The San Francisco 49ers are Mike Tyson. Oh, that may be an overstatement. So, let me be more subtle. They show signs of being Mike Tyson, and that should make them worry.
For a time, Tyson was a very good heavyweight. He was the most famous boxer in the world and he knocked out a lot of guys — no one great — just guys. In a list of the all-time great heavyweights I do not include Tyson. In a list of all-time great football teams, I do not include the current 49ers — but they have time to achieve greatness.
How are they like Tyson?
Both are bullies.
Tyson would scare opponents to death and he defeated them before they entered the ring. He couldn't scare Evander Holyfield to death. Holyfield stood up to him and knocked him out, and in the rematch Tyson took the coward's way out and got disqualified for the most famous ear chomp in sports history.
The Niners never bit an ear I know of, but their entire game depends on being bullies.
How are the 49ers bullies?
Their defense, especially their front seven, makes the opponent scared to run the ball — scared to death. The front seven have been the strength of the 49ers, although that strength isn't as strong as it was. How many times have you seen teams give up on the run from the opening play? It's like when Tyson TKO'd petrified Bruce Seldon in the first round. I'm not sure Tyson actually landed a punch. The mere thought of a punch was enough to put Seldon in a swoon.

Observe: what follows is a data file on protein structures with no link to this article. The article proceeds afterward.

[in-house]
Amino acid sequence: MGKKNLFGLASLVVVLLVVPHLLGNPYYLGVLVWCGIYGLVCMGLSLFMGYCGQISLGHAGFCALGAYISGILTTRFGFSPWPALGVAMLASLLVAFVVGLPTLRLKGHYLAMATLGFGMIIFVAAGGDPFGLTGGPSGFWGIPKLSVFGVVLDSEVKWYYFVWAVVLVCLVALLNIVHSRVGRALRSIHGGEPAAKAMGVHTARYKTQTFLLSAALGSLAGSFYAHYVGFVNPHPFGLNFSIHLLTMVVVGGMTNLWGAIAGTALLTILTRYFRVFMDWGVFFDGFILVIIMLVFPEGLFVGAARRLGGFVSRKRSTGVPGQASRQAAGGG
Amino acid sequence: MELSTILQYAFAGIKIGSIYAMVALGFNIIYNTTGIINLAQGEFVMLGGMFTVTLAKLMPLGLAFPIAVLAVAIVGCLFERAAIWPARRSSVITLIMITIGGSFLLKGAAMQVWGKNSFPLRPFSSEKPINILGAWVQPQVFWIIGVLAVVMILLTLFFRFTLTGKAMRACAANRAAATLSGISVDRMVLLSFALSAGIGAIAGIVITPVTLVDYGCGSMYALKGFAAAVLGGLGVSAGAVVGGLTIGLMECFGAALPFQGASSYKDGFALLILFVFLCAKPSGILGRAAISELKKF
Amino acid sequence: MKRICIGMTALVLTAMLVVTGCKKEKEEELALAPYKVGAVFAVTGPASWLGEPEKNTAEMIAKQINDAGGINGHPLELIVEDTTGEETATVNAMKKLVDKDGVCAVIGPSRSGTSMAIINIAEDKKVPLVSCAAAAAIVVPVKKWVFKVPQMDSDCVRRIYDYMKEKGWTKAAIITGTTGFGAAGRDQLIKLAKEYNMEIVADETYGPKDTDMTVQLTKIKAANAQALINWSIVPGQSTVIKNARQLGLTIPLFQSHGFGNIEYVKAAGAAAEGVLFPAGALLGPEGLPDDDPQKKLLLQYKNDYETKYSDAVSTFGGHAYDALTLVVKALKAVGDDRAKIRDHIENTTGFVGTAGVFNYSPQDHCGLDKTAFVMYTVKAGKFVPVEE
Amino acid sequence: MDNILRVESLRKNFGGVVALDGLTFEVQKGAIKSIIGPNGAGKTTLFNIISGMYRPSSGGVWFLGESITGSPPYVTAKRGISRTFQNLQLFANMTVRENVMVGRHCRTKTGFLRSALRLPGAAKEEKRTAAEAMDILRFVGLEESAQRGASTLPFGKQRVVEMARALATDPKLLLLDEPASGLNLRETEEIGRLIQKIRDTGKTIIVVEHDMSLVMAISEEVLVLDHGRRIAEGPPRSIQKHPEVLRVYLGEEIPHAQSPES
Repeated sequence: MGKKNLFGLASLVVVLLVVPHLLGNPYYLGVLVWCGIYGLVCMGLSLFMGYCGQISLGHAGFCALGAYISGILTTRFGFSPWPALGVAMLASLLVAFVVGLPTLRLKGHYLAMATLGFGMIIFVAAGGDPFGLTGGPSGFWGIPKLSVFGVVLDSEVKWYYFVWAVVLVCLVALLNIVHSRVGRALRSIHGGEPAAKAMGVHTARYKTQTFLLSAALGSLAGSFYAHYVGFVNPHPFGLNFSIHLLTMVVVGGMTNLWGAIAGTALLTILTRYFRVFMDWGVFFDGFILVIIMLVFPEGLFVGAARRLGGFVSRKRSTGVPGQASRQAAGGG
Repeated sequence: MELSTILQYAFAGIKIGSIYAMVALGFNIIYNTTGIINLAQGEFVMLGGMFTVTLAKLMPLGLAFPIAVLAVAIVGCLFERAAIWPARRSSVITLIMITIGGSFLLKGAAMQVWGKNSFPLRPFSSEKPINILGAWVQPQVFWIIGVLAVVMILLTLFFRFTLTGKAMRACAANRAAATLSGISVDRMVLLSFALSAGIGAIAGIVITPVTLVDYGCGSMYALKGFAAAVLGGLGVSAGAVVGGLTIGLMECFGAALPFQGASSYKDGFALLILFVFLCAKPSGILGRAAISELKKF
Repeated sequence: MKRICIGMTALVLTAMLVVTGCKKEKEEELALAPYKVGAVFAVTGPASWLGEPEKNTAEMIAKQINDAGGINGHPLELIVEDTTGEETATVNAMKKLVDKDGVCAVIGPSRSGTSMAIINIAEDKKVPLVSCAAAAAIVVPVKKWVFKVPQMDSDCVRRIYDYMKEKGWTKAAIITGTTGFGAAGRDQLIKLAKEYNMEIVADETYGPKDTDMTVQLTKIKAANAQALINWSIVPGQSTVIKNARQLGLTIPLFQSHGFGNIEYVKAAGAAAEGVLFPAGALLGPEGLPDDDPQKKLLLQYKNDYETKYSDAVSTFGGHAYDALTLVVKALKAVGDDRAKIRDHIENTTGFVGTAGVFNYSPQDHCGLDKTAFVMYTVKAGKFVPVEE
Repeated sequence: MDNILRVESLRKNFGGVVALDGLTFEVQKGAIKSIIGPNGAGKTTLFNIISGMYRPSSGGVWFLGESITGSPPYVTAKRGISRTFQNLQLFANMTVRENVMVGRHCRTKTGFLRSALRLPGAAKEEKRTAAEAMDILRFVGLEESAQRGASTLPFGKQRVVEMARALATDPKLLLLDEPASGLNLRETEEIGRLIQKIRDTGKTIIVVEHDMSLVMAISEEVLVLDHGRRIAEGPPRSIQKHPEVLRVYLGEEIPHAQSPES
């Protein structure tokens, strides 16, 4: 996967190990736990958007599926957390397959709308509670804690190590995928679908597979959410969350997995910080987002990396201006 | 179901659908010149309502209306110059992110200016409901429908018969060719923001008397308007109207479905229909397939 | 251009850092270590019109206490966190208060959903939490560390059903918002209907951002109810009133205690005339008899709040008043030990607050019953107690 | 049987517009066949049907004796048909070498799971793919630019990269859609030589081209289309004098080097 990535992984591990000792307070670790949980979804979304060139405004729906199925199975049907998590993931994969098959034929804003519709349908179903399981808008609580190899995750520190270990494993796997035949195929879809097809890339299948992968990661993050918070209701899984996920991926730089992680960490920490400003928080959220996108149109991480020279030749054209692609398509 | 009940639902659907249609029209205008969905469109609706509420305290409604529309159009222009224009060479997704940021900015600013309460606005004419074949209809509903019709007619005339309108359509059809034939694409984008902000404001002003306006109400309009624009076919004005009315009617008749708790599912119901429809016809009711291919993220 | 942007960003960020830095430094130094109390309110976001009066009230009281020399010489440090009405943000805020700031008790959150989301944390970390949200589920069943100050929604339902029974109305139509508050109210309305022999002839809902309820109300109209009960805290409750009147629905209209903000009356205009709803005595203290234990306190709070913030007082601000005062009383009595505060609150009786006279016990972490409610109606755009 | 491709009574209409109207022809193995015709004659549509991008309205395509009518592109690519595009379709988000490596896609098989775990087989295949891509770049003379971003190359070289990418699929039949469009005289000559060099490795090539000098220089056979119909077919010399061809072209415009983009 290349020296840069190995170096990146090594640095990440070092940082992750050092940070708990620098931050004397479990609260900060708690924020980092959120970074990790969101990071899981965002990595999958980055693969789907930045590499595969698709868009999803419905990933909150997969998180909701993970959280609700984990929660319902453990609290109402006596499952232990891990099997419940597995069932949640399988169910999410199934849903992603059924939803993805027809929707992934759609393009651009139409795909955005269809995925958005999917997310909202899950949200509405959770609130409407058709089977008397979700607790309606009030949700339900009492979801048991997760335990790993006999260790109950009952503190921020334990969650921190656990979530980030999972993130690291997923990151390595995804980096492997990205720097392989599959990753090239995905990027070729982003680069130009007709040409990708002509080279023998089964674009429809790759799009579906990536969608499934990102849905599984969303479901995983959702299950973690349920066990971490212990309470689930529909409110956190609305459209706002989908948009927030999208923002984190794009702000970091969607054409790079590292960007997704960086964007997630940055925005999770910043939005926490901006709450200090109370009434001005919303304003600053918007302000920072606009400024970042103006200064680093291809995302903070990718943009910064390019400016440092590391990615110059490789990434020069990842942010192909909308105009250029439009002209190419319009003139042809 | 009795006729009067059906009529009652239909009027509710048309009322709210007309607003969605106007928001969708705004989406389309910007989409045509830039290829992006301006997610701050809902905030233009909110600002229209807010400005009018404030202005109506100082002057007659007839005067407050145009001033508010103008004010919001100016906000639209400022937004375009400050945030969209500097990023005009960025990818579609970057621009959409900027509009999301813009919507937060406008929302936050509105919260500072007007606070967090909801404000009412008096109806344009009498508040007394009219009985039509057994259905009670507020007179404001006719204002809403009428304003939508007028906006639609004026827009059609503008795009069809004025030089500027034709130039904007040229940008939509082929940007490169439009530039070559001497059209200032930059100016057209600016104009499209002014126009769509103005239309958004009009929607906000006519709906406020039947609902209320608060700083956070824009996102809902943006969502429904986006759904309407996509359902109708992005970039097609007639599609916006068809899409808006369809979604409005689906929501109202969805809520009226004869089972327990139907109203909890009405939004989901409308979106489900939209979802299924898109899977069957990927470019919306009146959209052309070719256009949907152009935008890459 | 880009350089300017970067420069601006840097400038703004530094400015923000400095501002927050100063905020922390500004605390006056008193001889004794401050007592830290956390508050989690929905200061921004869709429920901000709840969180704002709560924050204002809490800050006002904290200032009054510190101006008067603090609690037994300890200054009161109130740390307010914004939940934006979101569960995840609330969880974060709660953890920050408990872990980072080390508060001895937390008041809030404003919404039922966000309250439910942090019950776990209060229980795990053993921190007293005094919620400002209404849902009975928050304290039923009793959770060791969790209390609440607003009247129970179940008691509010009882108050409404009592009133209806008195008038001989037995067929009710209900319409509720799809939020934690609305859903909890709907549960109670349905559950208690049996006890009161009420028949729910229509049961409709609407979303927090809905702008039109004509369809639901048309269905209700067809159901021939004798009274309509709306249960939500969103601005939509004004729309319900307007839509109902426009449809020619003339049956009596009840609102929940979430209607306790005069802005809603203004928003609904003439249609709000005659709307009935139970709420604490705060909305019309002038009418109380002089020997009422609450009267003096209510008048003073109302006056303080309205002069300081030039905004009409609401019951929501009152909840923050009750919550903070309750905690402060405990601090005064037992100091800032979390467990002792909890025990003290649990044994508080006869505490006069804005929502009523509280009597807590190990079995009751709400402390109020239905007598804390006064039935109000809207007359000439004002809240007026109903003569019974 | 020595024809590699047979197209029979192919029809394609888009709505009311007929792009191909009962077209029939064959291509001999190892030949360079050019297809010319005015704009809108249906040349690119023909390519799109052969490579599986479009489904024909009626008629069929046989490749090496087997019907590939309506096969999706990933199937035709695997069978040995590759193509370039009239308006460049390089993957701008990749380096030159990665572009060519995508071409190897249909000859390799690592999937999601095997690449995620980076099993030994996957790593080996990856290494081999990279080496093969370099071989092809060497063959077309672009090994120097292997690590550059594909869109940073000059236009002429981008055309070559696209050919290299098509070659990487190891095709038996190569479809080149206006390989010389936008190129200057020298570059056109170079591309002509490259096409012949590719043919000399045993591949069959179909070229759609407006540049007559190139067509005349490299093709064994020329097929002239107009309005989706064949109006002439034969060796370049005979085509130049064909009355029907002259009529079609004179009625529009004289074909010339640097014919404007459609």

Because teams were scared to run against the Niners, they reverted to passing, made themselves one dimensional. The Niners' defense could deal with a one-dimensional team that had capitulated on the run. Last season, the 49ers allowed just one back to run for 100 or more yards — in the next-to-last game, in Seattle. Marshawn Lynch ran for 107 yards, did it when Patrick Willis, the 49ers' best run stopper, did not play. That's it — just one 100-yard-plus rusher an entire season. The Niners were dominating.
Things are different this year. The league finally figured out what you do with a bully. You stand up to a bully. If the Niners depend on you to abandon the run, well, you run as hard as you can, just pound them on the ground. You intentionally go against the 49ers' strength and, if you're good and brave and a little lucky, you take their strength away from them and they become like everyone else.
Quick Bill Walsh note — Bill would tell me this all the time. "Lowell, if all you depend on is being tough, you will eventually meet a tougher team. What do you do then?"
I wish Bill could ask Jim Harbaugh this question. Bill always wanted something else in case toughness didn't work. On defense, Harbaugh does not have that something else.
Get this. In the last four games, the 49ers have allowed three backs to rush for more than 100 yards: Ahmad Bradshaw, 116 yards; Lynch, 103, Steven Jackson, 101. On one play on Sunday, Jackson knocked Willis backward. It was awe-inspiring to witness.
We're seeing a trend here: The bully is vulnerable. Next game, the Niners play the Chicago Bears, who have a super runner in Matt Forte. The bully needs to be careful.
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